In recent years, phone-makers have turned to software and alogirthms to catch up with pro photographers. The most common trick is to use the increasingly common dual-camera setup on the back of phones to generate a depth map of an image, which lets the software blur the background and keep the subject in focus, creating a virtual shallow depth of field that simulates the effect of a $500 DSLR lens.
With the launch of the iPhone X and 8 Plus this fall, Apple took things up a notch. Portrait Lighting uses the same algorithmic models to artifically change the lighting on a subject in order to simulate the lighting conditions that are normally the preserve of a photography studio. To see how Apple’s digital lighting matches up to the real thing, photographer Daniel DeArco took photos on the street and in a studio with the iPhone X, all to see how the iPhone’s software compares.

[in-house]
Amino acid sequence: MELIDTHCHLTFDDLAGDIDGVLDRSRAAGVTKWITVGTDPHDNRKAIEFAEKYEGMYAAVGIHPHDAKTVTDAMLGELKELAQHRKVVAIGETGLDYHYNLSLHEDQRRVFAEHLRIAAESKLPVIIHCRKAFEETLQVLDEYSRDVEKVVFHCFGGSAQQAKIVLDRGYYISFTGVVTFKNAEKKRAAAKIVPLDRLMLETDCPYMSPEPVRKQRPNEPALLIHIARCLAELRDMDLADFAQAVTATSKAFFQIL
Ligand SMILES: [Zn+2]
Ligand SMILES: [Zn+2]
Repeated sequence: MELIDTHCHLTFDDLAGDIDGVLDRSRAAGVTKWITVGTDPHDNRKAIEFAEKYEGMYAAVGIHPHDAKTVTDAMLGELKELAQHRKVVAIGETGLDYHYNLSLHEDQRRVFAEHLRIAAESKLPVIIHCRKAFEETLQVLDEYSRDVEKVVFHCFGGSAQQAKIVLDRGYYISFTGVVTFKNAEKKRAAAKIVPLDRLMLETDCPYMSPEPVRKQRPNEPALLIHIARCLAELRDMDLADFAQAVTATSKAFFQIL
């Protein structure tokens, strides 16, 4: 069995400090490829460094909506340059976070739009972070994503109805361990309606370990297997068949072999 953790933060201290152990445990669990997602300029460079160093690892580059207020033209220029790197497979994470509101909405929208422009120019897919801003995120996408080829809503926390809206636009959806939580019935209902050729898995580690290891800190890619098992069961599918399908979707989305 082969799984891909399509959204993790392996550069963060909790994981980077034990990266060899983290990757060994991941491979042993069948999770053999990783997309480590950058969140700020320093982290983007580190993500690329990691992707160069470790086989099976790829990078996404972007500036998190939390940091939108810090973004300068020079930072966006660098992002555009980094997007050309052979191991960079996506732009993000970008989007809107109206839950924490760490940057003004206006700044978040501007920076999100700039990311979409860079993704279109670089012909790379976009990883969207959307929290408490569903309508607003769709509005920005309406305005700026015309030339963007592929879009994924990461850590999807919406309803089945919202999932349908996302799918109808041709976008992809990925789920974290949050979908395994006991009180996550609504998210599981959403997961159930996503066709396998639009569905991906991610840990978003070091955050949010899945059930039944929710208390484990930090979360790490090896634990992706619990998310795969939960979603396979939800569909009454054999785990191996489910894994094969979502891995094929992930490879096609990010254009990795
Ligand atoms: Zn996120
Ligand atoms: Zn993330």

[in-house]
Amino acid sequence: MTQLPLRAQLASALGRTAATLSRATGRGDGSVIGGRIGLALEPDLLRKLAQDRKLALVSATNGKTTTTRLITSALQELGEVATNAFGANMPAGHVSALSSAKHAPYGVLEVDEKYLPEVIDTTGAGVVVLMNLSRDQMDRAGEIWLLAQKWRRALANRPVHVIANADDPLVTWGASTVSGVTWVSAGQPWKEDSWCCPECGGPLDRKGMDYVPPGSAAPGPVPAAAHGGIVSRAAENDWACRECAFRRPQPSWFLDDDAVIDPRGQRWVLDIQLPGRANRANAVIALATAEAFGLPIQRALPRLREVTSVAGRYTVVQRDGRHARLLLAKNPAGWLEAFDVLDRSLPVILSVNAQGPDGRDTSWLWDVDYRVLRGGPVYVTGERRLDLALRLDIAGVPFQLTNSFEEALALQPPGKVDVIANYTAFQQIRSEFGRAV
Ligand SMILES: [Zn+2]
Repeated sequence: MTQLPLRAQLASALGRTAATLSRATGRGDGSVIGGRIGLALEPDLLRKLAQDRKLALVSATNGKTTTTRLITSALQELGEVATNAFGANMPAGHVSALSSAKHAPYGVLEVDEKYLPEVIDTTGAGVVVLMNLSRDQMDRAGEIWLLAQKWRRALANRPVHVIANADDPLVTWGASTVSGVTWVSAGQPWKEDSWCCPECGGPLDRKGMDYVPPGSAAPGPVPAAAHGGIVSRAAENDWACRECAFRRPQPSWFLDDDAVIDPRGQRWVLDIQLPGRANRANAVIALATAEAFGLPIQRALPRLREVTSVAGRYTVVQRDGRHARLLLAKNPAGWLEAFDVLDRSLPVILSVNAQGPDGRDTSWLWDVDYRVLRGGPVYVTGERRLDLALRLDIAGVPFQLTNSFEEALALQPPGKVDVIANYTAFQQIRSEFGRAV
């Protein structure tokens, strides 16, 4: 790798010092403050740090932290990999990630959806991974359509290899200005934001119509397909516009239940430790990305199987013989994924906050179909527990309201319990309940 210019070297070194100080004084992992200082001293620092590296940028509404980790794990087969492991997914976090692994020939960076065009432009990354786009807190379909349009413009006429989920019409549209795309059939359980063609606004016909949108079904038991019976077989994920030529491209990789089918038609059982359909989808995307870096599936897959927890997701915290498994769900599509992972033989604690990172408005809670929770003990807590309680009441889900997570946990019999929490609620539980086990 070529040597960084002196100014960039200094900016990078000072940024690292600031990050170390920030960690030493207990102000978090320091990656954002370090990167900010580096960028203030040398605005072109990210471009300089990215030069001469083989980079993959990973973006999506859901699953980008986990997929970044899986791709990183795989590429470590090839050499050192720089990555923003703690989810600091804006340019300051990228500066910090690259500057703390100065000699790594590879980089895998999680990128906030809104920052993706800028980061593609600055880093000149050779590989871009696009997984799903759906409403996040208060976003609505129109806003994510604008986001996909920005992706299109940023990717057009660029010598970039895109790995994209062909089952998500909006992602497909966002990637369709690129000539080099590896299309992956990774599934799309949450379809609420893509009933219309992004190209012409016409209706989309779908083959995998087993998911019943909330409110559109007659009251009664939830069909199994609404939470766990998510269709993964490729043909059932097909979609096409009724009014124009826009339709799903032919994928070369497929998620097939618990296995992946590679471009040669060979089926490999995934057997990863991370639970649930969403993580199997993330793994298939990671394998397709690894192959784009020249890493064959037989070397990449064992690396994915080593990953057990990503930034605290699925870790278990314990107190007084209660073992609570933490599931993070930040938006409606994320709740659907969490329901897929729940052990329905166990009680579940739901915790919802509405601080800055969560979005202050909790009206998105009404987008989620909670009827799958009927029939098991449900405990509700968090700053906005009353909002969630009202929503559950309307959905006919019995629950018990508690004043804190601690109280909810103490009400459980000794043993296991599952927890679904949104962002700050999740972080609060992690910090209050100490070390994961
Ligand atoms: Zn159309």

You’ll want to watch DeArco’s full video to understand the circumstances for yourself and look at the results, but the short version is simple: The iPhone X isn’t a match for real studio lighting, but it is a fun tool to play around with, and it can produce some good-looking results. Just don’t go and try and open a studio with one.